Credit Creation: Meaning, Process, Key Players and More

The primary business of any commercial bank is to receive deposits from the depositors and lend money to the borrowers. In this entire process, banks cannot lend all the funds received as deposits, since they would need the money for an emergency demand by a depositor at anytime.


To meet such needs, these banks must keep some reserves, and the money which is created is called credit money. 


Credit creation by commercial banks is a mandatory requirement by the central bank that decides how much credit needs to be created.


This blog aims to explain what credit creation is, how it is done, who are the key players of the credit creation process, and the problems faced by commercial banks while creating credit. 

What is Credit Creation?


When a commercial bank receives any deposit from a depositor, the bank will create a deposit account in his/her name. Usually, the bank will lend money to the borrower who wants financial assistance.


However, banks are not allowed to lend all their money received from the deposits. The central bank  (RBI) mandates every commercial bank to maintain a minimum level of reserve that they will use to meet the sudden demand of the depositors.


Commercial banks must keep such reserve with the central bank, and the reserve which is created is known as credit creation. It is also called credit money. The central bank issues currency in its country to perform economic transactions, while the commercial banks create credits through reserves with central bank.    

How Is Credit Creation Done?



Credit creation is done based on a Cash Reserve Ratio required by the central bank to be maintained by all the commercial banks. The Credit Creation is calculated using the below formula:


Let’s get a better idea of the above formula with the help of an example: 


‘Bank A’ receives INR 5,000 as a deposit which it lends to ‘Borrower A’, after keeping a CRR of 20% (INR 1,000).


‘Borrower A’ then puts INR 4,000 as a deposit into ‘Bank B’, and the bank lends that to ‘Borrower C’ after reserving 20% (INR 800) from INR 4,000.


The credit creation process goes on, and the total credit creation with the initial deposit of INR 5,000 reaches INR 25,000, provided the CRR remains constant at 20%.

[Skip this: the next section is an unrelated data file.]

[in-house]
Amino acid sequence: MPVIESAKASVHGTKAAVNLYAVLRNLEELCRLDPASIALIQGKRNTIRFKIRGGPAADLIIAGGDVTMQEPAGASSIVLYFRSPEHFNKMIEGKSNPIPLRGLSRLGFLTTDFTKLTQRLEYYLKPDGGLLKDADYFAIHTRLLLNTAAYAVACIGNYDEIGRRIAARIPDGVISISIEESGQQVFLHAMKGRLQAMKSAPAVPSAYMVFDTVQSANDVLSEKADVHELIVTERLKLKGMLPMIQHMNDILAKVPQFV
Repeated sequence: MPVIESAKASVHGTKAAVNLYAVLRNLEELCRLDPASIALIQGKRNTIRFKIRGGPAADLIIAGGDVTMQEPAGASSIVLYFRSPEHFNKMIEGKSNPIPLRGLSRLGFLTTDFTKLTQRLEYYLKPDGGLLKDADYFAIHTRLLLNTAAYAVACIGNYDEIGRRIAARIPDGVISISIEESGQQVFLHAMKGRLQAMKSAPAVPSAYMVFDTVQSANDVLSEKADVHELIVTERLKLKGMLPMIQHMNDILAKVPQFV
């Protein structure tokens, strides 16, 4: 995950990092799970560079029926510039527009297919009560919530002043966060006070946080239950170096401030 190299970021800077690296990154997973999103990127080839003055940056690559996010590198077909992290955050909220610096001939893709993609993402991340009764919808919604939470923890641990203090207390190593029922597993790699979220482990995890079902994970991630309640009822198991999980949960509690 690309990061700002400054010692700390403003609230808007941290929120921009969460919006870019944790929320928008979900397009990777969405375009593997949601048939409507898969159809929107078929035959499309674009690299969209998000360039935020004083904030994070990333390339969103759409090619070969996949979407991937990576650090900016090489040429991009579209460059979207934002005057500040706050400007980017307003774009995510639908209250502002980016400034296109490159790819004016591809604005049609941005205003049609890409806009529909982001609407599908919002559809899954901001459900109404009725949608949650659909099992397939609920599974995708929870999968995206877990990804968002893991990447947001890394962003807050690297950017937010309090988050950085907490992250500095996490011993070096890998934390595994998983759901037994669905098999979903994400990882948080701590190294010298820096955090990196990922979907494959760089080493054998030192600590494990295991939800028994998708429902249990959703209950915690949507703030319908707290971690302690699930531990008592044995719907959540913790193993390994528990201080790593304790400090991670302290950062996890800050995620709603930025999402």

Banks Deposit Received (INR) Cash Reserve (CRR 20%) Money Lent
Bank A 5,000 1000 4000
Bank B 4,000 800 3200
Bank C 3,200 640 2560
Bank D 2,560 512 2048
Bank E 2,048 410 1638
Bank F 1,638 328 1310
Bank G 1,310 262 1048
Bank H 1,048 210 838
Bank I 838 168 670
Bank J 670 134 536
Bank K 536 107 429
Bank L 429 86 343
Bank M 343 69 274
Bank N 274 55 219
Bank O 219 44 175
Bank P 175 35 140
Bank Q 140 28 112
Bank R  112 22 90
Bank S 90 18 72
Bank T 72 14 57
Bank U 57 11 46
Bank V 46 9 37
Bank W 37 7 29
Bank X 29 6 24
Bank Y 24 5 19
Bank Z 19 4 15
Total  24,914 4,985 19,929




As we can see from the above table, the deposit created by Bank A is INR 5,000 with a cash reserve ratio of 20% by the central bank results in credit creation of INR 24,914 – 25,000 approximately. 


If we use the formula of credit creation to deposit INR 5,000 with the CRR of 20%, we will also get INR 25,000 as the credit creation amount. 


Credit Creation =  INR 5,000  x  (1 / 20%)  =  INR 25,000


It is important to remember that higher the CRR, lower the credit creation will be. Hence, if the CRR falls, credit creation will be more.  

Key Players of Credit Creation


As explained above, the credit creation process will continue working only if there is enough demands for the deposit, loan, and advances.


The key players of the credit creation process are the depositors, lenders, and borrowers. If any one of them is missing or the demand reduces for loans or deposits, the credit creation process breaks. 


6 Problems Faced By Commercial Banks During Credit Creation 


problems-credit creation


When credit is being created by commercial banks, they face specific problems that make credit creation difficult. Let’s understand what these issues are. 

1. Cash Reserve Ratio


Reduction in the CRR leads to more credit creation, which may harm the economy to run smoothly. Excessive credit is a threat to any nation’s economy. 

2. Cash-on-Hand Limitations


The central bank determines the cash-on-hand limit for commercial banks.


As people will make more deposits, the credit creation will be more as well. However, more credit creation and the cash-on-hand limits may clash, and due to cash restrictions, banks may have to break the process. 

3. Reduced Deposits


If the demand for deposits fall and people stop depositing their money into banks, there will be no credit creation, and banks will have less money to lend.


This leads to a disturbance in the process of economic transactions.

4. Economic and Business Conditions


If the economy is facing a downfall, businesses will not borrow money to survive, because there are fewer borrowers. Hence, the credit creation process breaks.  

5. Declining Borrowers


When people do not prefer to borrow from commercial banks or find another alternative to borrowing money from banks, it will decline them. The declining borrowers also break the credit creation process.

6. Excessive Reserves Due to Recession 


During recessions, banks would prefer to reserve money instead of lending them to borrowers. Hence, reduced lending also affects the credit creation process. 

The Bottom Line


While the central bank circulates currencies in the economy, commercial banks play an essential role in credit creation.


However, if the willingness to lend money reduces, or the desire to deposit money falls, or the desire to borrow money drops, it will break the process of credit creation.


Happy Winting!

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